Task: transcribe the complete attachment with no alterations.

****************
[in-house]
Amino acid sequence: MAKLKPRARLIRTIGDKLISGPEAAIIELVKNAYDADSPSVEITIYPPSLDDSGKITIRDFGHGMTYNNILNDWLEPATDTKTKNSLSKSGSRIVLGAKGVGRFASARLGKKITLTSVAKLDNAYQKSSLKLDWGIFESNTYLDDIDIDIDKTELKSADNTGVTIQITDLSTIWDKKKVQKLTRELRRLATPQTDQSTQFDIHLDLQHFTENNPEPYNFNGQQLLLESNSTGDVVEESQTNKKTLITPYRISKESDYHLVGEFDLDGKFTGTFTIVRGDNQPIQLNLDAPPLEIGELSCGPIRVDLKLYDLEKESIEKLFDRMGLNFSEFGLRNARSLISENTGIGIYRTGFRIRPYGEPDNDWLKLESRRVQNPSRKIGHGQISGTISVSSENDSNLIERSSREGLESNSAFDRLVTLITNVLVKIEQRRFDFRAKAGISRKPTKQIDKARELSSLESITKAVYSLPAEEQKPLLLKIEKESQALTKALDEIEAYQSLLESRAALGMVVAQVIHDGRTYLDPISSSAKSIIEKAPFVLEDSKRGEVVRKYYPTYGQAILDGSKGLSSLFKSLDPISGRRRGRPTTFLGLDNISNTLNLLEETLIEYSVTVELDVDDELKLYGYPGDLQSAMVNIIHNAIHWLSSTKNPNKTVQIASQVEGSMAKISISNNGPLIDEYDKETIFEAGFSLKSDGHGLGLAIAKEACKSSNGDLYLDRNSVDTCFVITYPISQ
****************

[in-house]
Amino acid sequence: MAKLKPRARLIRTIGDKLISGPEAAIIELVKNAYDADSPSVEITIYPPSLDDSGKITIRDFGHGMTYNNILNDWLEPATDTKTKNSLSKSGSRIVLGAKGVGRFASARLGKKITLTSVAKLDNAYQKSSLKLDWGIFESNTYLDDIDIDIDKTELKSADNTGVTIQITDLSTIWDKKKVQKLTRELRRLATPQTDQSTQFDIHLDLQHFTENNPEPYNFNGQQLLLESNSTGDVVEESQTNKKTLITPYRISKESDYHLVGEFDLDGKFTGTFTIVRGDNQPIQLNLDAPPLEIGELSCGPIRVDLKLYDLEKESIEKLFDRMGLNFSEFGLRNARSLISENTGIGIYRTGFRIRPYGEPDNDWLKLESRRVQNPSRKIGHGQISGTISVSSENDSNLIERSSREGLESNSAFDRLVTLITNVLVKIEQRRFDFRAKAGISRKPTKQIDKARELSSLESITKAVYSLPAEEQKPLLLKIEKESQALTKALDEIEAYQSLLESRAALGMVVAQVIHDGRTYLDPISSSAKSIIEKAPFVLEDSKRGEVVRKYYPTYGQAILDGSKGLSSLFKSLDPISGRRRGRPTTFLGLDNISNTLNLLEETLIEYSVTVELDVDDELKLYGYPGDLQSAMVNIIHNAIHWLSSTKNPNKTVQIASQVEGSMAKISISNNGPLIDEYDKETIFEAGFSLKSDGHGLGLAIAKEACKSSNGDLYLDRNSVDTCFVITYPISQ